As artists, we are all thrilled when we sell our paintings. Whether we are new or experienced, a sale is what most of us are working towards. It’s why we’ve practiced our skills and techniques and it’s the ultimate compliment and reward for our artistic endeavours.

So when a painting leaves our studio, gallery or kitchen table to hang in its new home, is that the end of our journey with that artwork? Do we just say a fond farewell? No!! I believe that selling the original painting is just the beginning. That painting could keep providing you with income for years to come.

Depending on your artistic style, the options can be endless – Monet does a fine line in mouse-mats, Andy Warhol features on an eye-catching range of watches  and Picasso works well on printed t-shirts.


But how can YOU make more income from that new work of art you’ve invested so much time and energy perfecting?

Answer: Simples! Make beautiful, Fine Art, Giclée prints from your painting. This is something that I’ve been doing for many years and I’m going to share with you the key steps and a few top tips I’ve learned along the way.

STEP 1: Getting Started

The first and most important step in achieving beautiful prints has to happen way before your lucky buyer tucks your masterpiece under their arm and walks away – you need to reproduce the image!

There are two possible methods: photography or scanning. The size, texture and materials used in your original piece will contribute to your decision on which method to choose.

Top Tips

  • Unless you’re a great photographer with professional lighting etc., get a professional to photograph your work. If you cut corners at this stage, the results may be disappointing and you may end up wasting money further on in the process.
  • Be sure to photograph or scan your artwork before varnishing. This will cut down on unsightly reflections which will appear in the reproduction and may then require digital removal which takes time and may incur costs.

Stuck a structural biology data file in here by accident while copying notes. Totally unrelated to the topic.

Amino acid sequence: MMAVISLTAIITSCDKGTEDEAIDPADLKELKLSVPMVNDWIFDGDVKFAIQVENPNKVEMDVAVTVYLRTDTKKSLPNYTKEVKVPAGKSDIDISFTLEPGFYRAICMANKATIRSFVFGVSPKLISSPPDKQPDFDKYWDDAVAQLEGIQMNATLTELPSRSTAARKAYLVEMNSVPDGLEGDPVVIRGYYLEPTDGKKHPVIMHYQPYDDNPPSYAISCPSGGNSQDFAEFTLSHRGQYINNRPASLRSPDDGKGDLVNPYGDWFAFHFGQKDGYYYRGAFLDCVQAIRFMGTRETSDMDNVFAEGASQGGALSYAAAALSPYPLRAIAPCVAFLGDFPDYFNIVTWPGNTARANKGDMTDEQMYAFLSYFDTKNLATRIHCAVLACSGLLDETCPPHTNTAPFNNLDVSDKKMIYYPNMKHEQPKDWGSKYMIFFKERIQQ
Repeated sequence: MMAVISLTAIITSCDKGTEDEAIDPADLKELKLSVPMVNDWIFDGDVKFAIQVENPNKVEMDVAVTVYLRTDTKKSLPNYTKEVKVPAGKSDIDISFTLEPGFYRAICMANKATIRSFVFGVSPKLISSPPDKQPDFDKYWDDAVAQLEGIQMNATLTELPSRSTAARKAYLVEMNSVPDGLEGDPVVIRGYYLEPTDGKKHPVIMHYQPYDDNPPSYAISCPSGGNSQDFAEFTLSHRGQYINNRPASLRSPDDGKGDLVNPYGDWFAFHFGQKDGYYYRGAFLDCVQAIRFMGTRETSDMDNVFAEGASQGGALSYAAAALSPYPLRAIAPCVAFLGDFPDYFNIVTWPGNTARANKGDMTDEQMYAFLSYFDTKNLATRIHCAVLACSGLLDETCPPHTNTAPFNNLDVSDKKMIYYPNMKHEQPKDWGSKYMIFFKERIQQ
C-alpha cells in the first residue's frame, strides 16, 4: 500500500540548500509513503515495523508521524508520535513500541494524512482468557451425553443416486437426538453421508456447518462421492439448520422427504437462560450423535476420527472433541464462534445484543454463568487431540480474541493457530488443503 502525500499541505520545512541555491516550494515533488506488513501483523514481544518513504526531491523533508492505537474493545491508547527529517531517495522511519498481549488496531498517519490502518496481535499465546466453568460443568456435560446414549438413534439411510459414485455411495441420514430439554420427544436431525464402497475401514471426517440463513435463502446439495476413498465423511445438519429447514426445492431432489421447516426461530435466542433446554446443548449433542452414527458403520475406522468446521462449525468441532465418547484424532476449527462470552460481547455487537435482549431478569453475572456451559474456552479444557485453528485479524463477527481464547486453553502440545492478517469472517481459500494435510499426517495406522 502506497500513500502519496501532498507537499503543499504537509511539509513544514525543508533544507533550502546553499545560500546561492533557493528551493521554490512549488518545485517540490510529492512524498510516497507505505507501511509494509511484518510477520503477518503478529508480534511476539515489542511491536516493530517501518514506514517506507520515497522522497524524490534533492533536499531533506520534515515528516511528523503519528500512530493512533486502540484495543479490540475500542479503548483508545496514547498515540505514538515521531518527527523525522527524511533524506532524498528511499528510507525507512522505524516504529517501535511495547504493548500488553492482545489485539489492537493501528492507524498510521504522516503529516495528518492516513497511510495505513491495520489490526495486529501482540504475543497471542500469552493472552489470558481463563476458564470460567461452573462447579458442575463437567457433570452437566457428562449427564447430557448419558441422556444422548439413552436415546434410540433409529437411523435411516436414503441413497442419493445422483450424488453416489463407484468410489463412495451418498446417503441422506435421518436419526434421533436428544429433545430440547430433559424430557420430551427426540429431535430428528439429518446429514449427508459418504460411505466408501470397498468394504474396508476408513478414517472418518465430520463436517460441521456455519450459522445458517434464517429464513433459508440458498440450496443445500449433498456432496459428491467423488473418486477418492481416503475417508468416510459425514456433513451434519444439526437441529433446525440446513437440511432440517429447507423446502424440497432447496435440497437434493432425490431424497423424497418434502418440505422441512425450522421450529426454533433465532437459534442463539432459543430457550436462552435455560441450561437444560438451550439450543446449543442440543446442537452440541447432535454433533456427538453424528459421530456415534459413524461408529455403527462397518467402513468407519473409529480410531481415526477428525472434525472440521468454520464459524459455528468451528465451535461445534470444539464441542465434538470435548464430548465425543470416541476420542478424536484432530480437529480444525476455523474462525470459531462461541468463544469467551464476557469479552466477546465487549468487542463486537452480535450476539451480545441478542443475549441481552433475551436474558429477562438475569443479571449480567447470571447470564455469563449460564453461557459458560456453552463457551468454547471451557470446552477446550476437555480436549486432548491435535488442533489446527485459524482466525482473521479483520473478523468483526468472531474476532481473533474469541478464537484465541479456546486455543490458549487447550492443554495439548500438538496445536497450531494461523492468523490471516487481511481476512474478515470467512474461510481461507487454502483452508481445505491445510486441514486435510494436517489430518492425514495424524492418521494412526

• Your desktop scanner may not be up to the job – make sure you are able to provide your professional printer with as high quality a file as they need, to give you the best results.


STEP 2: Making a Quality Product

Fine Art Prints are exactly that. Take the time to research different paper types and discuss the options with your professional Printer to establish which is the most suitable for your work. Also ensure that inks being used are high quality, archival inks and are of the same brand as the printer being used.

Top Tips

  • Do not use everyday printer paper or card. Prints on cheap papers with low quality inks will just not sell and gallery owners will not display them. I’m sure we’ve all seen faded and jaded looking prints and this is not a good look!
  • I would always recommend that you enlist a specialist Fine Art Printer, as it’s imperative that your prints last for many years without fading.


STEP 3: How Many Prints?

Another important consideration – how many prints should you print at one time?

Some companies only print large numbers of prints at a time. Avoid this if you can and get a maximum of 10 printed at any one time (unless, of course, you’ve received a guaranteed order for a large quantity). Smaller companies, where you can speak to an expert face to face or on the phone, are much better to deal with especially, if you’re new to the world of printing.

Top Tip

  • Visit your Printer if you can so you can choose the right paper for your work. The texture and colour of the various fine art papers will make a huge difference to the look of the finished print.


STEP 4: What Size?

You will need to decide on what size to make your print. Will it be the same size as your original painting? Smaller? Larger? You can even print a variety of sizes to see which sells the best. You may want to consider keeping to standard sizes in order to buy ready-made frames.


Different Print Sizes of “Our Favourite Place” by Kirsten Boston

STEP 5: To Sign or Not to Sign…

Should you sign your lovely new prints?

The advantage of signing is that a Signed Print generally commands a higher price than an unsigned one. The disadvantage however, is that signing is yet another stage in the process for you, the artist. You need to be available to sign the print(s) prior to mounting, wrapping or framing.

I always sign my prints because they are printed right here in the Hangar Framing Gallery, but if you are in a remote location, far from your Printer, it may be more practical to incorporate a printed digital signature or to sell them unsigned.

That’s it! You are now ready to sell your prints and to keep generating income from that masterpiece of yours.

If you’d like any further advice on making Fine Art Giclée prints of your work, you’ll find more information here  or Contact us at Hangar Framing to discuss your requirements.